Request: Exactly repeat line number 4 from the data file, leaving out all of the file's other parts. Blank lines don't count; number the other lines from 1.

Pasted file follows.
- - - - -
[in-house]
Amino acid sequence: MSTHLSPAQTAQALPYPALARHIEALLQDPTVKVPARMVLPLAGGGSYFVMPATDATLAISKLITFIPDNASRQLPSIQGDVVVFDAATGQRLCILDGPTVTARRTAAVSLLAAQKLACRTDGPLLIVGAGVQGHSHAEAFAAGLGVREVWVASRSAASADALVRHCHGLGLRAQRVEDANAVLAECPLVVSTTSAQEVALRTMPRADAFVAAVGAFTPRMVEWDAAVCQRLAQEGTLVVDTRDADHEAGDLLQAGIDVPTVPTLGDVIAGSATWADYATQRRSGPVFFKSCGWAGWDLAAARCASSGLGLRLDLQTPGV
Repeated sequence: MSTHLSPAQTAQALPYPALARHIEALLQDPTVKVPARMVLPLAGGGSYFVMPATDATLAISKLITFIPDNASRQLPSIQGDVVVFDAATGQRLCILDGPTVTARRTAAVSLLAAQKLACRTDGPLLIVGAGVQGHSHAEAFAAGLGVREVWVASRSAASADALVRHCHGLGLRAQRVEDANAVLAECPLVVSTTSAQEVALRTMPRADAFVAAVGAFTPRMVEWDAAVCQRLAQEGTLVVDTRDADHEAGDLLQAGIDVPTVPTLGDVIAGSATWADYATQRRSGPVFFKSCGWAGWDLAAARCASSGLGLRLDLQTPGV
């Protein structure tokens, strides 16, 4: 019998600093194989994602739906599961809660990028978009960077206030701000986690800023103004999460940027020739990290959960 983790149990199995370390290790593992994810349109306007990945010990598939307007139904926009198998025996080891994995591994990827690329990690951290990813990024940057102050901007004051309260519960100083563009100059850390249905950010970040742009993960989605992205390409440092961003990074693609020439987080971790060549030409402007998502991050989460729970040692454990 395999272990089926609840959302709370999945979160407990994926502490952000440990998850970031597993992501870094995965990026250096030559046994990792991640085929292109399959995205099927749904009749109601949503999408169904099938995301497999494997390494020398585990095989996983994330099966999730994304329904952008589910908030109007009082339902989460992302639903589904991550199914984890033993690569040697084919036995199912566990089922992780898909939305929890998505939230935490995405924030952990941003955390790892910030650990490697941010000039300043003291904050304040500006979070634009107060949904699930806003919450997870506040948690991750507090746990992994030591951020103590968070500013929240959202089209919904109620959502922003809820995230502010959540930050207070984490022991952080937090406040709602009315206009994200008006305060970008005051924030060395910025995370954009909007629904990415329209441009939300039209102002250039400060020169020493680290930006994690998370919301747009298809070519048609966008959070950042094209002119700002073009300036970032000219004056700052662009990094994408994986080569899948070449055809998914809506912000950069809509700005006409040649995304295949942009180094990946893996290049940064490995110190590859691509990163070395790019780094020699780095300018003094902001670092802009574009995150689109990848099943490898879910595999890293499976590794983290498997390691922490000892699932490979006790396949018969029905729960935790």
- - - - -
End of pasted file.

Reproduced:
């Protein structure tokens, strides 16, 4: 019998600093194989994602739906599961809660990028978009960077206030701000986690800023103004999460940027020739990290959960 983790149990199995370390290790593992994810349109306007990945010990598939307007139904926009198998025996080891994995591994990827690329990690951290990813990024940057102050901007004051309260519960100083563009100059850390249905950010970040742009993960989605992205390409440092961003990074693609020439987080971790060549030409402007998502991050989460729970040692454990 395999272990089926609840959302709370999945979160407990994926502490952000440990998850970031597993992501870094995965990026250096030559046994990792991640085929292109399959995205099927749904009749109601949503999408169904099938995301497999494997390494020398585990095989996983994330099966999730994304329904952008589910908030109007009082339902989460992302639903589904991550199914984890033993690569040697084919036995199912566990089922992780898909939305929890998505939230935490995405924030952990941003955390790892910030650990490697941010000039300043003291904050304040500006979070634009107060949904699930806003919450997870506040948690991750507090746990992994030591951020103590968070500013929240959202089209919904109620959502922003809820995230502010959540930050207070984490022991952080937090406040709602009315206009994200008006305060970008005051924030060395910025995370954009909007629904990415329209441009939300039209102002250039400060020169020493680290930006994690998370919301747009298809070519048609966008959070950042094209002119700002073009300036970032000219004056700052662009990094994408994986080569899948070449055809998914809506912000950069809509700005006409040649995304295949942009180094990946893996290049940064490995110190590859691509990163070395790019780094020699780095300018003094902001670092802009574009995150689109990848099943490898879910595999890293499976590794983290498997390691922490000892699932490979006790396949018969029905729960935790």